Risk Management – Art or Science?

The regulator recently announced in Inside Housing that “the time of leniency is at an end” with a tougher approach to compliance. Julian Ashby has reminded us that IDA’s will “inevitably have a strong focus on stress testing, asset and liability records and risk mitigation measures”.

Cathy Durham from our Strategy and Governance team reflects on the need to have sound risk management processes in place.

Can we learn something from the Great Masters when it comes to our approach to Risk Management frameworks and the management of risk?

Altair regularly reviews risk management frameworks; often within governance and board effectiveness reviews. The risk language we all use is now familiar; risk identification, assessment, treatment, risk appetites and attitudes, tolerances, target risk scores, mitigations and assurances Our observations of the processes used and our discussions with board members and senior executives have at times led us to reflect on whether risk management is an art or a science.

We see a variety of strategies, plans, maps, charts, tables and graphics, supported by scoring methodologies that are reassuringly simple but relevant to their organisation and understood by those who use them. We also see examples that are very formulaic; full of generic risks or at times are needlessly complex; having been updated and amended on numerous occasions they have lost their true purpose and value. Effective risk management is sound business planning and the framework used to deliver is a toolkit that should be readily applied and understood and genuinely reflective of the organisation and its environment.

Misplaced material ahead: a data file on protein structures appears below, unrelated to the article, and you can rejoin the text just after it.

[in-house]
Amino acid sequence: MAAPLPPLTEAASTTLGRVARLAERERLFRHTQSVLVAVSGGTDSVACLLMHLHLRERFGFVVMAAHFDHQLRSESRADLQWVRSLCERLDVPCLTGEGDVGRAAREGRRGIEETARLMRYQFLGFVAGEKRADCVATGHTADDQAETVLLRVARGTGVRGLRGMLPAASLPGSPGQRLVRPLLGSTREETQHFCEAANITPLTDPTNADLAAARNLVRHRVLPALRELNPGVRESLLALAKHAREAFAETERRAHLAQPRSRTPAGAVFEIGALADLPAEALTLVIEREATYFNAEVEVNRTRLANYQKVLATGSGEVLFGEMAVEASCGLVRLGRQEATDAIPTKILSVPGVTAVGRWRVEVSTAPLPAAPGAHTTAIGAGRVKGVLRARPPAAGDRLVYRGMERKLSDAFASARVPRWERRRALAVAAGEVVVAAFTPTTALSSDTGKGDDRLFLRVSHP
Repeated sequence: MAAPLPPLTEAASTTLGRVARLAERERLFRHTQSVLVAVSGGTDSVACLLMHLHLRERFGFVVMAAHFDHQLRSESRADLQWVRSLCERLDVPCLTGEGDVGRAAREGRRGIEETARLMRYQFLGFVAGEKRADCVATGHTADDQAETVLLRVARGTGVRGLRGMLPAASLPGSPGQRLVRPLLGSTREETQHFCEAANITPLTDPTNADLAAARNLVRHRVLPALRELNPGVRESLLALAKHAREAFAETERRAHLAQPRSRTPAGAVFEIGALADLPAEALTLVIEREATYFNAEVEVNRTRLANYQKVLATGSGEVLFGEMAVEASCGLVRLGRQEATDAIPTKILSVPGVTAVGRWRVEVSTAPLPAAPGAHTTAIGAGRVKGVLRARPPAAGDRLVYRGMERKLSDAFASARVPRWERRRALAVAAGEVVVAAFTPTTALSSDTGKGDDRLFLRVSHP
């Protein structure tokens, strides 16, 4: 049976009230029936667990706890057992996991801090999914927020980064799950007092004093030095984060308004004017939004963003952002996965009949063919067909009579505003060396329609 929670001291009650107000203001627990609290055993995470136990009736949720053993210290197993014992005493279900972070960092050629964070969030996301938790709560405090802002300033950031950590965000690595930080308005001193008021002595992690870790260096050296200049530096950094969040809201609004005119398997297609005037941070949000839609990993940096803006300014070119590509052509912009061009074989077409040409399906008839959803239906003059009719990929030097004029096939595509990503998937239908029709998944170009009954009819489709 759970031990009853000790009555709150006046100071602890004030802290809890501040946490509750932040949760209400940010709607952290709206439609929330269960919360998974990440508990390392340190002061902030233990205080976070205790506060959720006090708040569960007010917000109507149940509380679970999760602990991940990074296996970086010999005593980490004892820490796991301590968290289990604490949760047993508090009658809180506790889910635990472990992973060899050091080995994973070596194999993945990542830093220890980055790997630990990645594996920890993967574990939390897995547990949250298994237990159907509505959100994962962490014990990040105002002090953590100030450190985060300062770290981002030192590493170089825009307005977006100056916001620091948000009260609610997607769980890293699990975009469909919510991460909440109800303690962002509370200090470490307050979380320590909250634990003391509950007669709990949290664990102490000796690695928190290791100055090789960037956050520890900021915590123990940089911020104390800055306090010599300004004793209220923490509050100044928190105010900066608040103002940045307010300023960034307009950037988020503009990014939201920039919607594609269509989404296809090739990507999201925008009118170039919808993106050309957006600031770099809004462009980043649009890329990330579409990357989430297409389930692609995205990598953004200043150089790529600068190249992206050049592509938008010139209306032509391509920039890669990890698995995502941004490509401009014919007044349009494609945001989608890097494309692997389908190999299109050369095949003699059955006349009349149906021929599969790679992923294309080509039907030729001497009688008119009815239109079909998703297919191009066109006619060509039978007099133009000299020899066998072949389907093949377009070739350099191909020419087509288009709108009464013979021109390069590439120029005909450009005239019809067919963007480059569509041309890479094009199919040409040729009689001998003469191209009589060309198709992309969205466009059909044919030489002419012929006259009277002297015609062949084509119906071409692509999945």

Is risk management an art? Certainly, it should be visionary, challenging, thought provoking with the board being able to ‘see the big picture’; an informed view across the entire landscape; whilst maintaining an eye on the horizon. Well-constructed risk plans and registers also enable the board to have oversight of the relative perspective of the external and the internal environment.

But the devil is also in the detail. The science of using metrics to ensure complete and accurate data is key to being able to recognise the probability and the potential impact of future events and so mitigate risk. This includes stress testing the resilience of business plans, sound financial management, reliable assets and liabilities records with clear oversight of compliance, service delivery and performance. The board should have the ability to understand and test scenarios that the organisation may face and ensure continued viability.

Consider the amazing works of Leonardo da Vinci for a moment. He showed his genius in the ability to use and merge science with art. Combining the two gave his work great strength and depth. He was viewed as an individual of “unquenchable curiosity”. Although known primarily as a painter his diverse interests included mathematics, engineering, cartography and he has been credited with the inventions of the parachute, helicopter and the tank.

So maybe sound risk management practices can be a strong combination of both art and science. Although whilst also remembering a quote from Leonardo “Simplicity is the ultimate sophistication.”

If you need any help with Risk Management please contact me